I know how it is, in a general sense.  My mom is my mom and an authority figure.  It's hard for me to "picture" her as a normal human being with faults and attributes, just like everybody else, lol.  

    I've sometimes wondered if I could twist timelines to make myself in my early 20s again.  And go back to 1970 when my mom was that same age and pre-kids, would we like each other?  Would we be friends and have fun hanging out?
    I agree, LW should tell their children but don't agree they should've given contact info to a perfect stranger. LW doesn't know if the adult child wants to find them or not. Just because they look like someone doesn't mean they are related. Definitely the children need to know in case the adult child does search for their mother and finds a DNA match.
  • That is eerie!  It was probably hard to know what to do in the moment, but it's too bad the LW wasn't in place yet where she could have given the person her contact info to pass along, jic.  Now she will never know.

    I think the LW should tell their children.  With DNA kits being so common now, it's possible it could come out someday through that.  But, more importantly, I think it will set the LW free to no longer have this secret.  I also think it will give her kids a better understanding of their mother and how she has become the person she is today.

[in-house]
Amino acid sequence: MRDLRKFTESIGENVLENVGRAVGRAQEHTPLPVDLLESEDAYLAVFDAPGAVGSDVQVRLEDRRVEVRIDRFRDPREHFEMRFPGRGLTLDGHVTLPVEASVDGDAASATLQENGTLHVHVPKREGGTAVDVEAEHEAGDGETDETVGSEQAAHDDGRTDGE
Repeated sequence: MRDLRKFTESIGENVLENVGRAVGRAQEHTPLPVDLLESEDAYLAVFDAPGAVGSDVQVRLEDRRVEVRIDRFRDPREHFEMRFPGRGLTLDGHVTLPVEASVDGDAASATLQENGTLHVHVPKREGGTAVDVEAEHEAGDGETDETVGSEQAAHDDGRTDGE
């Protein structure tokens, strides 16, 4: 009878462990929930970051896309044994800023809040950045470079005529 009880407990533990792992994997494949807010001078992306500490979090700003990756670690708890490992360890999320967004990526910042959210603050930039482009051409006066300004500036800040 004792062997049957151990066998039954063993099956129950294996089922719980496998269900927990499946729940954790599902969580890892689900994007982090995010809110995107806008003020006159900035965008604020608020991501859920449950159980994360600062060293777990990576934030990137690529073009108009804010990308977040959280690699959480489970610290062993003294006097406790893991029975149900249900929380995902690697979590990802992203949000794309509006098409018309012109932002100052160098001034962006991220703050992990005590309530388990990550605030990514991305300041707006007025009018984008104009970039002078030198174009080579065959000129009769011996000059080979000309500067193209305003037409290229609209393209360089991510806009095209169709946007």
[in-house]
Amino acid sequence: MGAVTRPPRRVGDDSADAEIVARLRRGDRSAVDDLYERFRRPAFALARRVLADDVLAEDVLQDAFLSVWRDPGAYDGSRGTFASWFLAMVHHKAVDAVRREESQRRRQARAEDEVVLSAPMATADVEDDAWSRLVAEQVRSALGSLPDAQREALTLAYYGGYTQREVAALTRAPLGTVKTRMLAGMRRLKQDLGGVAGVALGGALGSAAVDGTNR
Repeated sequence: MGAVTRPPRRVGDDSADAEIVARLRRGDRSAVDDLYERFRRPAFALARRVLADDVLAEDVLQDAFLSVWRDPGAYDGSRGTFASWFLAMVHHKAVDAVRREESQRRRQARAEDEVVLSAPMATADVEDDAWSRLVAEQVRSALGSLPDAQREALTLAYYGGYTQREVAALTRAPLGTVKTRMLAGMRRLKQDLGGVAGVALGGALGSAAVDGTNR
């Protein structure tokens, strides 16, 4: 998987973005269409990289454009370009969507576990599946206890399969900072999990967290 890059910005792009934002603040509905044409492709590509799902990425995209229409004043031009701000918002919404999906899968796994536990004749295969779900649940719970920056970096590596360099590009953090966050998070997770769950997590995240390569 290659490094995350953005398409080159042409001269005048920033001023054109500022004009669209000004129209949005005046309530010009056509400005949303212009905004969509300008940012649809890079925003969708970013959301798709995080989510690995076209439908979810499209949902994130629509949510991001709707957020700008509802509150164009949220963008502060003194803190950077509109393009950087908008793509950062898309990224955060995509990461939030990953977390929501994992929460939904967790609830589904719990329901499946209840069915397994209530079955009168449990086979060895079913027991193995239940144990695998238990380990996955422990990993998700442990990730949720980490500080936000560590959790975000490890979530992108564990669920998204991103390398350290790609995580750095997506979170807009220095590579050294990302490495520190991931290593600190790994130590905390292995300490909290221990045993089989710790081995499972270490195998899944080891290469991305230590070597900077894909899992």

I know how it is, in a general sense.  My mom is my mom and an authority figure.  It's hard for me to "picture" her as a normal human being with faults and attributes, just like everybody else, lol.  

    I've sometimes wondered if I could twist timelines to make myself in my early 20s again.  And go back to 1970 when my mom was that same age and pre-kids, would we like each other?  Would we be friends and have fun hanging out?
    I agree, LW should tell their children but don't agree they should've given contact info to a perfect stranger. LW doesn't know if the adult child wants to find them or not. Just because they look like someone doesn't mean they are related. Definitely the children need to know in case the adult child does search for their mother and finds a DNA match.
    I say that because it happened to my H.  He and his three brothers were all adopted out when their mother left their father.

    When he was teenager/early 20s and still living in Oregon, he had a couple instances of strangers coming up to hug him and would greet him by a different name.  He vaguely wondered if they were mistaking him for one of his brothers, but was too young and sulky to care about it.

    But he regrets that now.  And wonders if those people did know one of his brothers.

    One brother found him years ago and gave him their bio mom and dad's name.  My H has been in touch with his bio-mom also.  His bio-dad was already deceased.

    For a little more insight, my H was the youngest.  He was only 2 when he became a ward of the state.  He was adopted when he was 4.  But the brother who found him was 7 when they were adopted out.  He didn't need to look for his bio-parents name.  He was old enough to know their names.  Heartbreakingly, that brother was also old enough to remember the feelings he had when his mother abandoned him.  He never forgave her and never contacted her.

    Both my H and that brother have looked for the other two brothers, but have not had any success with that. 
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    ILoveBeachMusicSTARMOON44ei34